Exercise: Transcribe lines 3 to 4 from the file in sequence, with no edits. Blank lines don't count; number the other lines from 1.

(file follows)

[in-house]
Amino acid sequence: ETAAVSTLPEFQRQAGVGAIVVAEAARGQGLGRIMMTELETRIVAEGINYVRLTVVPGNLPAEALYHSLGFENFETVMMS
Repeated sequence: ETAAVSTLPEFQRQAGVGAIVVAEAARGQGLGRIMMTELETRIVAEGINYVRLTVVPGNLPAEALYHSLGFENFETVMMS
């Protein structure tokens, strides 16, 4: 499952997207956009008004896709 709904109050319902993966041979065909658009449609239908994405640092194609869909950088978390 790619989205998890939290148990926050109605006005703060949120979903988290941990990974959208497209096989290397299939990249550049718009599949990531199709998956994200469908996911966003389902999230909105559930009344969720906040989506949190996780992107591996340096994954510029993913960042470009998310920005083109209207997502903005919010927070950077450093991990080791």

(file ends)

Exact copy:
Repeated sequence: ETAAVSTLPEFQRQAGVGAIVVAEAARGQGLGRIMMTELETRIVAEGINYVRLTVVPGNLPAEALYHSLGFENFETVMMS
């Protein structure tokens, strides 16, 4: 499952997207956009008004896709 709904109050319902993966041979065909658009449609239908994405640092194609869909950088978390 790619989205998890939290148990926050109605006005703060949120979903988290941990990974959208497209096989290397299939990249550049718009599949990531199709998956994200469908996911966003389902999230909105559930009344969720906040989506949190996780992107591996340096994954510029993913960042470009998310920005083109209207997502903005919010927070950077450093991990080791």